Archive - December 11, 2014

Torture Again — Always Wrong or Just Ineffective?

Torture Again — Always Wrong or Just Ineffective?

The Senate Intelligence Committee’s report on torture brings back with renewed force the debates of the previous decade about the use of torture in fighting terrorism.  The three main conclusions I draw from the report are that first, the CIA’s use of torture in fighting terrorism was far more widespread than previously known; second, that torture was never effective in eliciting information for capturing active terrorists; and third, that the CIA deceived many, including the public and even the president, about both of these facts.  Defenders of the techniques even now say that they kept us secure.

Insofar as the debate deals with the morality of torture, it proceeds on consequentialist grounds: was torture really effective in stopping terrorism?  Obscured is the position that torture is intrinsece malum — always, everywhere, inherently wrong.  This is the position of the Catholic Church, articulated in the Second Vatican Council document, Gaudium et Spes, the Catechism (1994), and Pope Saint John Paul II’s great encyclical on morality of 1993, Veritatis Splendor.

The Church acknowledges its own complex past on the matter, having sanctioned torture in the Middle Ages.  The contemporary Catechism says this:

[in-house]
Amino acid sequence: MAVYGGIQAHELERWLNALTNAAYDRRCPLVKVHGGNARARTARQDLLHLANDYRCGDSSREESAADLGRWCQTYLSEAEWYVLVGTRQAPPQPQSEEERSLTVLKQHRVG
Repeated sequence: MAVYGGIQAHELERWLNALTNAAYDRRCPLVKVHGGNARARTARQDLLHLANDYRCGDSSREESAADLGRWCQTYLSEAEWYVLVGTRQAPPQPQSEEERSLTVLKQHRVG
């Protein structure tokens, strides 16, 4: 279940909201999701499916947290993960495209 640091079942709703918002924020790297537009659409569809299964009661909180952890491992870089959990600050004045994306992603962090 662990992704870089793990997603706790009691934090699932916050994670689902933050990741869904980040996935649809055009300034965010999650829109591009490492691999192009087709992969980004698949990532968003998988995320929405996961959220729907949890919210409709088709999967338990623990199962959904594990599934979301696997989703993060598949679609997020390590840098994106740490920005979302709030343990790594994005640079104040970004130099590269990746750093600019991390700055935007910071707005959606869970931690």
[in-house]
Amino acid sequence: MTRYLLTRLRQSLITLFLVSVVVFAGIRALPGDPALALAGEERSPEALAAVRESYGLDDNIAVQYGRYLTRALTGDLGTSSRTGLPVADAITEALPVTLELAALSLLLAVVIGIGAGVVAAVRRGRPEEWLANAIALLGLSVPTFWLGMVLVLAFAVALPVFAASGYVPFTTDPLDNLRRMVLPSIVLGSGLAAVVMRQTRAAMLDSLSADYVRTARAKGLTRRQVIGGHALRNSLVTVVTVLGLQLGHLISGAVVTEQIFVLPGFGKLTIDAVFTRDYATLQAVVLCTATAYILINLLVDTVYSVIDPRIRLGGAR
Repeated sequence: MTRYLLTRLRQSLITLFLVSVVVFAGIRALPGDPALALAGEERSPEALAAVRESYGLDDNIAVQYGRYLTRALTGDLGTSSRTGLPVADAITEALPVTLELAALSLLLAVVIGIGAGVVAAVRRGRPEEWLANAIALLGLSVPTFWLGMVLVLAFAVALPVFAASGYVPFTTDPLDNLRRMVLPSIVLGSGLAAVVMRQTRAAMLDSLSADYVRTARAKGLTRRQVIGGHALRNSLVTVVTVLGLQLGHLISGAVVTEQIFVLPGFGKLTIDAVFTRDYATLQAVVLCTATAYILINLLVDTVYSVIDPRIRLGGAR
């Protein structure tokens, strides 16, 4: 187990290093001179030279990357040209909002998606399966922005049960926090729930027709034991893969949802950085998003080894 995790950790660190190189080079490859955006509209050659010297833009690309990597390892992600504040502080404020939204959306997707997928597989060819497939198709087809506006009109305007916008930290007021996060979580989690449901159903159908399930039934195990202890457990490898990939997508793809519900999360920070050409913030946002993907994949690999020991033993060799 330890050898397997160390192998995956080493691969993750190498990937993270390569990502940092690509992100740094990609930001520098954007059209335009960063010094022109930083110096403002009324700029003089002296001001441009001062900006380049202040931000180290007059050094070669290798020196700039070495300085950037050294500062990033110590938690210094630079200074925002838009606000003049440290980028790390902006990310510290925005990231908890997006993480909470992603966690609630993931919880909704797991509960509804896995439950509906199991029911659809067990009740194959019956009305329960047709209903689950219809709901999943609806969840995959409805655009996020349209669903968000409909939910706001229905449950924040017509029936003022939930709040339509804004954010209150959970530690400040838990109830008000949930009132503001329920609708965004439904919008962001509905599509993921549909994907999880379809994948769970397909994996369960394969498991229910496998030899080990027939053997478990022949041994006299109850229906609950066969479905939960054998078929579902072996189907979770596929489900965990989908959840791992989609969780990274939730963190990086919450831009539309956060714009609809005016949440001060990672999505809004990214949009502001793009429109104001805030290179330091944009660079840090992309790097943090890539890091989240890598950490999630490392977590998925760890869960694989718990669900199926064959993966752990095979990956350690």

In times past, cruel practices were commonly used by legitimate governments to maintain law and order, often without protest from the Pastors of the Church, who themselves adopted in their own tribunals the prescriptions of Roman law concerning torture.  Regrettable as these facts are, the Church always taught the duty of clemency and mercy.  She forbade clerics to shed blood.  In recent times it has become evident that these cruel practices were neither necessary for public order, nor in conformity with the legitimate rights of the human person.  On the contrary, these practices led to ones even more degrading.  It is necessary to work for their abolition.  We must pray for the victims and their tormentors.

Let us pray indeed.

For an excellent explication of the Church’s views, including a historical perspective, see this article in 2010 by Steve Colecchi in America.  For an excellent natural law argument against torture, see this piece by Chris Tollefsen.



© Daniel Philpott The views expressed in this forum are those of the individual contributors and do not necessarily represent those of Daniel Philpott, CCHR, or the University of Notre Dame.